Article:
RotaBolts chosen for Wave Power Project
Aquamarine Power has ordered RotaBolt bolting tension measurement technology for its Oyster 800 wave power project which captures the energy in nearshore waves and converts it into clean sustainable energy. The fasteners will be fitted to an underwater flange that is part of the system’s main 'water hydraulics.'
“There were two main reasons why we have ordered RotaBolt technology,” commented Richard Montague, Lead Mechanical Engineer, “we needed to be confident that we were achieving the correct bolt tension on this pipe flange to assure its operational integrity. We also wanted to make maintenance checks as simple and quick as possible. Through experience of using RotaBolt technology before joining Aquamarine Power, I hope our divers will be able to carry out checks for correct tension without re-torquing. This will be a significant maintenance benefit.”
The technology incorporated into each RotaBolt fastener ensures that the correct tension is achieved at installation and then throughout the life of the bolted joint. The design features a RotaCap on the top of the bolt which allows for instant finger-tip checking of correct tension, making it ideal for applications where operators are looking for operational integrity and also maintenance savings.
The Oyster 800 project is situated off the Orkney Islands and has been operational since 2012. Essentially it is a wave powered pump consisting of a buoyant, hinged flap which is attached to the seabed at depths of between 10 and 15 metres, around half a kilometre from the shore.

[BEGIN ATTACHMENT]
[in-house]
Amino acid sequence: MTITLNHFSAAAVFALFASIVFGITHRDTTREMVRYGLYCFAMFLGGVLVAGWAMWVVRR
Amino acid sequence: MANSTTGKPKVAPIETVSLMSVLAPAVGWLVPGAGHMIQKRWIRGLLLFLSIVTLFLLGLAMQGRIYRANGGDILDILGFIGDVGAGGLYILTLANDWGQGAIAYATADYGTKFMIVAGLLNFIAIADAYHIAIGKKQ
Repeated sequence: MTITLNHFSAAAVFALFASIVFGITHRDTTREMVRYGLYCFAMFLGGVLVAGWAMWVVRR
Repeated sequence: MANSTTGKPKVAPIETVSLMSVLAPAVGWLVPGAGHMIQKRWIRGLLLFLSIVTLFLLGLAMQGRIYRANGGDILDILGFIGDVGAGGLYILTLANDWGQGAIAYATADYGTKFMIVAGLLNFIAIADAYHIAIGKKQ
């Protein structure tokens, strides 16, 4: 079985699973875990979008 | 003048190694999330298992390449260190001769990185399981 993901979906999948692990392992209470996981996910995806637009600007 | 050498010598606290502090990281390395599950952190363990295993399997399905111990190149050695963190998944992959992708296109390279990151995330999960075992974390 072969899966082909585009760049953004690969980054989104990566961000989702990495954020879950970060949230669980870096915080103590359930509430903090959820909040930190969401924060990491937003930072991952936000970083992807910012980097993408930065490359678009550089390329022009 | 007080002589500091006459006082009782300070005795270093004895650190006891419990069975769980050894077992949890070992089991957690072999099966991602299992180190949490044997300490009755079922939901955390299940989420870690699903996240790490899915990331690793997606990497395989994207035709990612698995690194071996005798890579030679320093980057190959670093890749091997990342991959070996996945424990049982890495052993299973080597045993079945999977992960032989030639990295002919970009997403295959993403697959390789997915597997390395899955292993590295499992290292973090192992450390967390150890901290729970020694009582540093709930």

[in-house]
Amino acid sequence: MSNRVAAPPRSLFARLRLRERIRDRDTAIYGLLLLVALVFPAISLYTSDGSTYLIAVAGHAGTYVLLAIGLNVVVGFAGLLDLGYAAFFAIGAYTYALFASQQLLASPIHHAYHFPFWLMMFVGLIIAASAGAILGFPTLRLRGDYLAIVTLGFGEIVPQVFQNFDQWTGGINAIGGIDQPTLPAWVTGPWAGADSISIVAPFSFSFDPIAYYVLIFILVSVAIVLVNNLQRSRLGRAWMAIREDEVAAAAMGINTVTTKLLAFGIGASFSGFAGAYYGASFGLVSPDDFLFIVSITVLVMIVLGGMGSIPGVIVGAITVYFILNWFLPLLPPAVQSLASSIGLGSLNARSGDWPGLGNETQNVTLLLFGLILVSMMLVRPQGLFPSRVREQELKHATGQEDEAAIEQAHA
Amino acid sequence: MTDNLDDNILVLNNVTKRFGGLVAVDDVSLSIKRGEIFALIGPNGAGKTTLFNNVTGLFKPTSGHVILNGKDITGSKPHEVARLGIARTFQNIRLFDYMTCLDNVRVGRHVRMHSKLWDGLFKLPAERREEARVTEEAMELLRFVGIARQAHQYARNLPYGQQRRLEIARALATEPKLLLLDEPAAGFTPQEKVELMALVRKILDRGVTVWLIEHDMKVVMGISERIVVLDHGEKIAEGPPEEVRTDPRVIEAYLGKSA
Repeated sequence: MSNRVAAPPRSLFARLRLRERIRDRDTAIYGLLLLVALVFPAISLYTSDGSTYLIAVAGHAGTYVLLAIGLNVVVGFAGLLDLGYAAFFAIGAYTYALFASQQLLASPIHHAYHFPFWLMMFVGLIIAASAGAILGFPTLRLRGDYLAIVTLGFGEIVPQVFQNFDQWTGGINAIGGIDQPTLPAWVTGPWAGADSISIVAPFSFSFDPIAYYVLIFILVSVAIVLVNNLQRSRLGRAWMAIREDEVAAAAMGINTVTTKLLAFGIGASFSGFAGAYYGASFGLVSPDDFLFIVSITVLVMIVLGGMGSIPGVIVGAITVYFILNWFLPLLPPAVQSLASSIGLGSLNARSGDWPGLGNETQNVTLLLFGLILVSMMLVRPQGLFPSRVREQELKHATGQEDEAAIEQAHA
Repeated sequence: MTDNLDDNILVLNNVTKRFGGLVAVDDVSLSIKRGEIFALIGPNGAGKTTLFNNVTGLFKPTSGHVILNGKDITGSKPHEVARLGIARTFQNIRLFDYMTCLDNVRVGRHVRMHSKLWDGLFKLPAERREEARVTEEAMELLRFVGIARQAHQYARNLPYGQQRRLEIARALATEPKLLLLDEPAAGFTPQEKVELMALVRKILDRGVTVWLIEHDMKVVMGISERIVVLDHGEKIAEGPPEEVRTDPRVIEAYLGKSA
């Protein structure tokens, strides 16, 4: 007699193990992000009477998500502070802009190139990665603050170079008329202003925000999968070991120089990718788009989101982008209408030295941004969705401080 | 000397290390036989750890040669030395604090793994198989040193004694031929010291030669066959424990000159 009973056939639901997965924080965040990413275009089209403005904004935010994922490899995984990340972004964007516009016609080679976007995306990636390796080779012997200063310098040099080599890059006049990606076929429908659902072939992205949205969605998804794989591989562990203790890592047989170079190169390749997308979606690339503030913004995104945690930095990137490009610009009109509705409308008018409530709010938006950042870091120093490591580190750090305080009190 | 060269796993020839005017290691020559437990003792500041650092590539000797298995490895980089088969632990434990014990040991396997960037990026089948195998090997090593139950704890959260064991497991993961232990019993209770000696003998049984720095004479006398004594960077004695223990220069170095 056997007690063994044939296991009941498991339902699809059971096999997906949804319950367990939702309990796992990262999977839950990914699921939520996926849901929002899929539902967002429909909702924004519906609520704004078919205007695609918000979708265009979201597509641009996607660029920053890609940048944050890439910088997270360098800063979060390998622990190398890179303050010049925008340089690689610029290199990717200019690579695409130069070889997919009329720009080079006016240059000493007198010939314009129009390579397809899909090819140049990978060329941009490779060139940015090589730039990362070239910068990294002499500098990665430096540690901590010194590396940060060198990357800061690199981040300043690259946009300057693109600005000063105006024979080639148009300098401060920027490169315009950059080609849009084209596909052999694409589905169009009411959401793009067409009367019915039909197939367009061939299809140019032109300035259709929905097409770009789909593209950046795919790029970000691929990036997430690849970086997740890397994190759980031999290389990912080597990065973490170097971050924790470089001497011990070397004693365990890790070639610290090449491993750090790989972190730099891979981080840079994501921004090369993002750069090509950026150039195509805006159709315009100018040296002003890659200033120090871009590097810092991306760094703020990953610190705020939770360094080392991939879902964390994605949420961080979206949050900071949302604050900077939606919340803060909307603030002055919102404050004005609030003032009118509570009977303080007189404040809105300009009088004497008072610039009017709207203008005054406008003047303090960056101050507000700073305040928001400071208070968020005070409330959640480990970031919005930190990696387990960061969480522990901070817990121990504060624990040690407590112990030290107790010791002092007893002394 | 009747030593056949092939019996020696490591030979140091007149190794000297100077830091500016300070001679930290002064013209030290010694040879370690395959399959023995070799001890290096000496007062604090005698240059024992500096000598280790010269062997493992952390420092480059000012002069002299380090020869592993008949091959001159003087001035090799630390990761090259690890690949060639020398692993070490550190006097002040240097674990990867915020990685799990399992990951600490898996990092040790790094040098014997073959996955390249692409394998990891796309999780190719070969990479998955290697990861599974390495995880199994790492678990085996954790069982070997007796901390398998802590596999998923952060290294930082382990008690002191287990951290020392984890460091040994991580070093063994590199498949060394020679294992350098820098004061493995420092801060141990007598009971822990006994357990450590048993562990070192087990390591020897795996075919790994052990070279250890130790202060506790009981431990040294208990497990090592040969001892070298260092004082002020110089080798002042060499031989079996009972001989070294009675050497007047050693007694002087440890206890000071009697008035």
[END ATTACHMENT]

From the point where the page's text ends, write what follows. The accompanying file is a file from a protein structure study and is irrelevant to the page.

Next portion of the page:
The hinged flap, which is almost entirely underwater, pitches backwards and forwards in the nearshore waves. The movement of the flap drives two hydraulic pistons which push high pressure water onshore via the subsea pipeline to drive a conventional hydro-electric turbine.
The project is being continually refined and improved by Aquamarine Power and it is expected that next winter’s weather will provide a fuller testing of RotaBolt’s ability to assure integrity, before a final assessment is made next spring. The hydraulics system has a number of flange connections which could potentially also benefit from RotaBolt technology.
The use of RotaBolt bolting tension measurement technology is growing across renewable energy. The offshore wind sector is increasingly turning to the benefits of the technology on both turbines and foundational structures, and in wave and tidal power RotaBolts are currently being piloted and assessed on a number of projects.